‘The Little Prince’ brings wonder and imagination

by Hugh Hunter
Posted 12/14/23

"The Little Prince, The Musical" is the second show in the holiday season offering of Quintessence Theatre.

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‘The Little Prince’ brings wonder and imagination


"The Little Prince, The Musical" is the second show in the holiday season offering of Quintessence Theatre. It is directed by Kyle Metzger and runs in a rotating repertoire with "The Fantasticks." The two musicals add novelty to traditional fare and strive to capture a child-like sense of wonder that appeals to the entire family.

The musical is based on "The Little Prince" by Antoine De Saint-Exupery, with book and lyrics by John Scoullar and Music by Rick Cummins. An aviator crashes in the Sahara Desert. Stranded with his damaged plane, he encounters The Little Prince, a space traveler who alights to Earth en route to his home planet.

As Aviator, Jered McLenigan is annoyed and entranced by his surprise companion. Little Prince interferes with his repairing the aircraft (a model airplane – props by Amanda Hatch – enlists your imagination). Little Prince also piques his curiosity with his eerie presence and strange celestial stories.

Little Prince tells Aviator about himself. On his home planet, he was in love with Rose, a solitary red beauty. Meagan Kimberly Smith uses her fine soprano to embrace herself in adoration. Injured by the self-absorption of his beloved, Little Prince searches the universe for guidance.

He travels to many planets, each inhabited by just one man. With help from Costume Designer Anna Sorrentino, Colleen Welsh plays them all in rapid succession – King, Lamplighter, Vain Man, Business Man, Geographer. The universe is their pumpkin patch, each one comically selfish in a distinctive way. The voyage to Earth is Little Prince's final stop.

Jacinta Yelland is a striking Little Prince. Lithe with effortless agility, the character appears and disappears on stage like a sprite, (Choreographer,  Kyle Brand). Yelland's tremulous face shines with yearning radiance whenever she looks skyward. Her slender soprano falls short of true pitch and on occasion breaks. Yet Yelland articulates clearly and the singing accents her delicacy, helping you believe her Little Prince is a searching boy with a changing voice.

The show uses the same "Thrust Stage" designed by Meghan Jones for "The Fantasticks", and Lily Fossner again provides the light design. Other contributors are unique to this production. Luke McGinnis is the Music Director. In a tour-de-force, he composes the score and also performs in a one-man band – piano, percussion, guitar, bells.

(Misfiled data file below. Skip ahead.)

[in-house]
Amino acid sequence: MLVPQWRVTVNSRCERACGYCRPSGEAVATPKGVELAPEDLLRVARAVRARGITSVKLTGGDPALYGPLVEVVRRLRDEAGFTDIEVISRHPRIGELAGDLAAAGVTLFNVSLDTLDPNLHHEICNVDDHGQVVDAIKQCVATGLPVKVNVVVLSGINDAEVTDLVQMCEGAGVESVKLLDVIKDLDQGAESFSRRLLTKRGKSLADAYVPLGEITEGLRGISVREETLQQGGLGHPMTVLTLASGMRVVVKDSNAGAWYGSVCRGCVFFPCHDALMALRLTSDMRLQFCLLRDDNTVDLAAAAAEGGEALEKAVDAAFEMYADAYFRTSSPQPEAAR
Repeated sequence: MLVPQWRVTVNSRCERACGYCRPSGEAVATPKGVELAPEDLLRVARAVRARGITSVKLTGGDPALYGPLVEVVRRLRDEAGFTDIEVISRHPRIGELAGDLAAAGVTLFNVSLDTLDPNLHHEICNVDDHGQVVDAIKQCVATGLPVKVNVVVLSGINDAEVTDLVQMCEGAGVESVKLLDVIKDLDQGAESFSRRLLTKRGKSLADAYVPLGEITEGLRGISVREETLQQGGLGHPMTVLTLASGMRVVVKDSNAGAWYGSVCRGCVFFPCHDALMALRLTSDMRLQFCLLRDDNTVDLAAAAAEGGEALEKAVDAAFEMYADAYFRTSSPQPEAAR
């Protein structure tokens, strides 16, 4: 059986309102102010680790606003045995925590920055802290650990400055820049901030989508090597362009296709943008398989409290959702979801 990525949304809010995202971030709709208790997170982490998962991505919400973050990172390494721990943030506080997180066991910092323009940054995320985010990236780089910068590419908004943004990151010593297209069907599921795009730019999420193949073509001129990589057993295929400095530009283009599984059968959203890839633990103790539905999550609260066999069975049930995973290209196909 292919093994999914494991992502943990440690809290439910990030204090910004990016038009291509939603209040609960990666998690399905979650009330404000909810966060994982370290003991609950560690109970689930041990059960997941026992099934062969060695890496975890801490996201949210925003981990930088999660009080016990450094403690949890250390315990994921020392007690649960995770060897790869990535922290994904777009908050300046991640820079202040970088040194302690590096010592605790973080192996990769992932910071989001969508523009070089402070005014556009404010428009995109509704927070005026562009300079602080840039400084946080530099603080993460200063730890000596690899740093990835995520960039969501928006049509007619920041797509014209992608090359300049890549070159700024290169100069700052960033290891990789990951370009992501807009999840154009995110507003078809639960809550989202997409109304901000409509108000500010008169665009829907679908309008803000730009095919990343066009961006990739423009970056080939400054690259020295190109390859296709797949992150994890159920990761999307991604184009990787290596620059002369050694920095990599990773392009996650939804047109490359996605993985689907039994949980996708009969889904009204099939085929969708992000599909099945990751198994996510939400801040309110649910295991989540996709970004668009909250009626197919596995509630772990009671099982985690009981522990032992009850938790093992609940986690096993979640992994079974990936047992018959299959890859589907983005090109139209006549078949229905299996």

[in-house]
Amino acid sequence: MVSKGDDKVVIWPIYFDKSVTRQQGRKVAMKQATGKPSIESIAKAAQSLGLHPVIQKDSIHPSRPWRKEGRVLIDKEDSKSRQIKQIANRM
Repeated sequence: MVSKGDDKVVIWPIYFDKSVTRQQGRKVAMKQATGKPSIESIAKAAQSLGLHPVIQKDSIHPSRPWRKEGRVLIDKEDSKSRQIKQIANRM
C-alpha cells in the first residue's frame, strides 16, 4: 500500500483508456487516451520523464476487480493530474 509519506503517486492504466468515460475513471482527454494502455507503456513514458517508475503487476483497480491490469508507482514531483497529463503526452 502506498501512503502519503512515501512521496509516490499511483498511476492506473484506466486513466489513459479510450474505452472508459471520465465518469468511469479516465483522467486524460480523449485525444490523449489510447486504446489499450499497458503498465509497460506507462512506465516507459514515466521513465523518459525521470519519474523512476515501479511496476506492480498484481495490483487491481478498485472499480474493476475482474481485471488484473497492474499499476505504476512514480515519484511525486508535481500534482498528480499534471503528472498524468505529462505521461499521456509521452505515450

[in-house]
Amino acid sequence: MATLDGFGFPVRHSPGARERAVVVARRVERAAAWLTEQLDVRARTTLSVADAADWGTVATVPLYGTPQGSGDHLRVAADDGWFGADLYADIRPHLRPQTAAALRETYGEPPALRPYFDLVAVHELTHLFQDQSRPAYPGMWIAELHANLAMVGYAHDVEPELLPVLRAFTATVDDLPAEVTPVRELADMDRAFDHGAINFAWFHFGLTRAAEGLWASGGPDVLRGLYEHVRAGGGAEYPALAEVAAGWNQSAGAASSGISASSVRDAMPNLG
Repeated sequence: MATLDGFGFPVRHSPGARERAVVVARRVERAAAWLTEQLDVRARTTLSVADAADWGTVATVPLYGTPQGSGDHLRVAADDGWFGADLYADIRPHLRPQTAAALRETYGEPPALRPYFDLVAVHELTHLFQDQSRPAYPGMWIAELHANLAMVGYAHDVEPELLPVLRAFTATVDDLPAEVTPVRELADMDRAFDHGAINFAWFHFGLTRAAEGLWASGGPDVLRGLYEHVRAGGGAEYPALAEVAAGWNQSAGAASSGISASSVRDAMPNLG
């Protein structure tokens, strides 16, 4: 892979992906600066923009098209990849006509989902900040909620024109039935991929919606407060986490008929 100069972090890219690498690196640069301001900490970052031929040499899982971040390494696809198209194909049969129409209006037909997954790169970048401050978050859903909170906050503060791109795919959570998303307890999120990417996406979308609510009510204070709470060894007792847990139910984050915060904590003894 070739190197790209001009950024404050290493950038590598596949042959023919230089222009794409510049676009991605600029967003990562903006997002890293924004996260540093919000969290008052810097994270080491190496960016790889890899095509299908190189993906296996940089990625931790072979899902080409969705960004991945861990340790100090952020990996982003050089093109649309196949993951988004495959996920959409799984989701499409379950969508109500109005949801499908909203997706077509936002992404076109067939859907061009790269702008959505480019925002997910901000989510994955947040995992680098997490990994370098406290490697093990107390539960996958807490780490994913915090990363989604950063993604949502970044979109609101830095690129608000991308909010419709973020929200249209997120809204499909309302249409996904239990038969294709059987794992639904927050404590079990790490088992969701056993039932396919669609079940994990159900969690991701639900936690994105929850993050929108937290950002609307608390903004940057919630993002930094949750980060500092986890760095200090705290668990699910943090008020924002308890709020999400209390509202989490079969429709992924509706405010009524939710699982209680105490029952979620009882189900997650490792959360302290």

Antoine De Saint-Exupery  

"The Little Prince" (1943) is Saint-Exupery's best-known work. He took a "le mot juste" approach to his writing. Yet he distrusted the sufficiency of language, and his children's novella is full of his watercolor illustrations. Banned by the Vichy government, its fame mushroomed after the war. Today "Little Prince" is one of the world's most-sold books, translated into 100s of languages. 

Alas, Saint-Exupery did not live to witness its success. A war pilot for the French military, he emigrated to the environs of New York City after France's surrender. There he wrote "The Little Prince". He returned to France to fight and was killed in a surveillance flight over the Mediterranean, just weeks before D-Day and the liberation of Paris.

What "The Little Prince" means is an open question. The author's friends, foes and lovers are entwined in the story. Like Aviator, Saint-Exupery suffered a plane crash in the Sahara Desert. Under the spell of Little Prince, the Aviator recovers his love for drawing, and some see the novela as Saint-Exupery's allegory about finding life's meaning in the wonders of his childhood.

The Secret 

The show is slow to start. Flower-clad Rose and her self-celebration are engaging. Why Little Prince feels so horribly betrayed is not as compelling. You wish director Kyle Metzger would tease out the comical vainglory of the solitary planet dwellers a bit more.

The show picks up in Act 2 when Fox takes over the stage. Actor Matthew Wautier-Rodriquez is husky, but when he dons his fox mask he is transformed into a quirky, almost gymnastic figure. You almost believe he is a fox! (Again, Kyle Brand, choreographer).

Fox and Little Prince win each other's trust. He shares "The Secret" with Little Prince; it is the signature line of the story:  "One sees clearly only with the heart. What is essential is invisible to the eye." Aglow with this insight, Little Prince's search is over.


"The Little Prince" is the second of two Holiday Season musicals at Quintessence. In its family orientation, both need to appeal equally to children and adults. While both do, "The Fantasticks" is so magically alive it leaves even young children gap-mouthed in wonder.

Staging "The Little Prince" is the greater challenge. It is a children's book that leans on watercolors to enhance its fantasy. Turning "Little Prince" into a musical does not resolve the tension between its neo-gnostic claim to an ineffable mystery, and the reduction of this mystery to a simple aphorism.

"The Little Prince" is a better show for older children who can identify with the hero's coming-of-age. In its dare that "grownups" re-examine values, you suspect Saint-Exupery would appreciate the drawings that appear like magic on stage screens as the Aviator reclaims his boyhood vitality.

Quintessence Theatre is located at 7135 Germantown Ave. "The Little Prince" will run through 31 December. Tickets available at 215-987-4450 or www.quintessencetheatre.org